Top Steelmaker Nucor Wants U.S. to Cut Imports in Half Amid Glut

  • Nucor ready to pick up slack from reduced imports, CEO says
  • Ferriola expects to hear from Commerce on 232 ‘any day now’

John Ferriola, Nucor Corp.'s chairman and chief executive officer, discusses the outlook for the steel industry with Bloomberg's Joe Deaux on 'Bloomberg Markets.' (Source: Bloomberg)

Nucor Corp., the biggest U.S. steelmaker, wants the Trump administration to restrict steel imports to a 10 percent to 15 percent share of the market to safeguard supply of the metal.

Chief Executive Officer John Ferriola said the Department of Commerce probably will find that imports pose a threat to national security in its Section 232 investigation. The end goal of any measures resulting from that probe should be that U.S. mills run at a capacity utilization rate of 85 percent to 87 percent, he said. That compares with the American Iron and Steel Institute gauge which is now at 74 percent.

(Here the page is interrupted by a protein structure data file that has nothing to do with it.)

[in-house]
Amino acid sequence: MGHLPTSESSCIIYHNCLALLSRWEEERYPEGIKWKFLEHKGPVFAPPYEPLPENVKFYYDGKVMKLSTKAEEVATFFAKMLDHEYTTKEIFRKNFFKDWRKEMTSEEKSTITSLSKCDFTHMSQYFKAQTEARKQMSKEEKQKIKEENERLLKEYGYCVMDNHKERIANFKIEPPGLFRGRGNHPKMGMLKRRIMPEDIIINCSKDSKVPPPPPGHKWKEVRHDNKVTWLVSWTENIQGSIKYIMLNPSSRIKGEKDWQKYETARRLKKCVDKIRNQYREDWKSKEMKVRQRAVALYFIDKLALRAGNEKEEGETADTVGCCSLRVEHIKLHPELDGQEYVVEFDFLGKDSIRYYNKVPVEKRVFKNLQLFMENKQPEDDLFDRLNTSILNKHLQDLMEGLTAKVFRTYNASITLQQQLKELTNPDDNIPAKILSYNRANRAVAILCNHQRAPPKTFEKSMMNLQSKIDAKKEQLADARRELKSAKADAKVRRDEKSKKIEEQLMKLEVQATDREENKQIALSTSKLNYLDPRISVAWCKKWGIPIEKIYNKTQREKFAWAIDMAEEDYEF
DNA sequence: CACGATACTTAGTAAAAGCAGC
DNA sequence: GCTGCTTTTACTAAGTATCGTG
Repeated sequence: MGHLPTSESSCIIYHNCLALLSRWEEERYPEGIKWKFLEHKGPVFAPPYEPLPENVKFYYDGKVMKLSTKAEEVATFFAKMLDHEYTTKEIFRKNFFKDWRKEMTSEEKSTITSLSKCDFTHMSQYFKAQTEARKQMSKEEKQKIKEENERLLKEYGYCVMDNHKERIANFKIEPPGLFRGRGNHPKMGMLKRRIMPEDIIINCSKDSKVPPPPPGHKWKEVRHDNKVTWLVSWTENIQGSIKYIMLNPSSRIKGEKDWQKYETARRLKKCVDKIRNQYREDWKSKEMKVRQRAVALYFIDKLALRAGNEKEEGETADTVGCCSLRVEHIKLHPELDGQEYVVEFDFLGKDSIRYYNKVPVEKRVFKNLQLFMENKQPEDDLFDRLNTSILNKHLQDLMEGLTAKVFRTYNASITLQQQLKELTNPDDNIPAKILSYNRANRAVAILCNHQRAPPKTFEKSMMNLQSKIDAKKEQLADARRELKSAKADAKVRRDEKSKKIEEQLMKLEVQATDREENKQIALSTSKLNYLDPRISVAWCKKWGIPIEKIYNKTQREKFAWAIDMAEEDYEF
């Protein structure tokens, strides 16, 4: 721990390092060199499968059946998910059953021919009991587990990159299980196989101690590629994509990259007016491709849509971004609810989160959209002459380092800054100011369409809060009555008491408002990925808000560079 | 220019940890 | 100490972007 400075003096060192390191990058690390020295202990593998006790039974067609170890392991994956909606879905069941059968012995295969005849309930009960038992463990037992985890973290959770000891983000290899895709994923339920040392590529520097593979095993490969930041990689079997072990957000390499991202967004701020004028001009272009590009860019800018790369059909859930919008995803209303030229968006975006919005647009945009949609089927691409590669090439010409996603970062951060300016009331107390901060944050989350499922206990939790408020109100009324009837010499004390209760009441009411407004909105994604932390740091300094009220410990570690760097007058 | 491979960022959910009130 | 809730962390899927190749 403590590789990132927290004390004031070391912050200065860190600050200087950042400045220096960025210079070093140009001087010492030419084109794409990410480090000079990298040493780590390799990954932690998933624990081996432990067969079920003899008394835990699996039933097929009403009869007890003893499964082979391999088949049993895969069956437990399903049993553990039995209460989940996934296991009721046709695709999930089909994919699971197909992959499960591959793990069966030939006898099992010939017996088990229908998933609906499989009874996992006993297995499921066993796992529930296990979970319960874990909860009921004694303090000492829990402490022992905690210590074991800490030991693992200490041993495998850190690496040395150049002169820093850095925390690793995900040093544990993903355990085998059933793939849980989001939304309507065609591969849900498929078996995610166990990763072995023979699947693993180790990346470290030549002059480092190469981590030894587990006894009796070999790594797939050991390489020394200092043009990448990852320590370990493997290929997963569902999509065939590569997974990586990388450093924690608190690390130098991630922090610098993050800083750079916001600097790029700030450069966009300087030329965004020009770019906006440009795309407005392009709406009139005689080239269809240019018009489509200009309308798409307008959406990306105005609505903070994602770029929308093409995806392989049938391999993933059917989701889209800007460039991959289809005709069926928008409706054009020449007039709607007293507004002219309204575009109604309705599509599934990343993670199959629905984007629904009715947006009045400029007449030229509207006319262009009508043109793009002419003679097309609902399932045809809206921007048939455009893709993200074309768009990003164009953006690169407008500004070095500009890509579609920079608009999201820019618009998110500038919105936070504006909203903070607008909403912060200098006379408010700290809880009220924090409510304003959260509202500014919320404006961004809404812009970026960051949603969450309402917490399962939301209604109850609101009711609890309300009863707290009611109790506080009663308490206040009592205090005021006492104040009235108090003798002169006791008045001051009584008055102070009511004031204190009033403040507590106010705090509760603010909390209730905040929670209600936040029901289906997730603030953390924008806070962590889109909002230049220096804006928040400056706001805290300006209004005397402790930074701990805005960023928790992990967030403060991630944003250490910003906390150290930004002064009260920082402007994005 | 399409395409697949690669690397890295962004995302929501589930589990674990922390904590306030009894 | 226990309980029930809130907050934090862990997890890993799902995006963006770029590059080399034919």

Speaking in a Bloomberg Television interview on Tuesday, Ferriola said Nucor is ready to meet the needs of U.S. industry in terms of quantity and quality if further restrictions are imposed on foreign shipments.

“Bring it on,” Ferriola said on the sidelines of a steel conference in New York. He said any additional cost to users from blocking imports would be minimal.

Imports are accounting for about 27 percent of steel demand this year, according to Wood Mackenzie estimates.

Ferriola said he’s “encouraged” by President Donald Trump’s approach to the steel industry and expects to hear from Commerce regarding Section 232 “any day now.” U.S. steelmakers rallied last week after Secretary Wilbur Ross confirmed that Trump intended to take “bold action” to address national-security risks presented by imports.

In a speech at the conference earlier Tuesday, Ferriola said global steel overcapacity isn’t improving with “artificial” supply growth in China mainly responsible.

Asked about Nucor’s own earnings outlook, he reiterated that strength seen early in the second quarter wasn’t sustained in the rest of the quarter. However, he said he “feels good” about the rest of 2017 and expects an improvement from 2016.

— With assistance by Steven Frank

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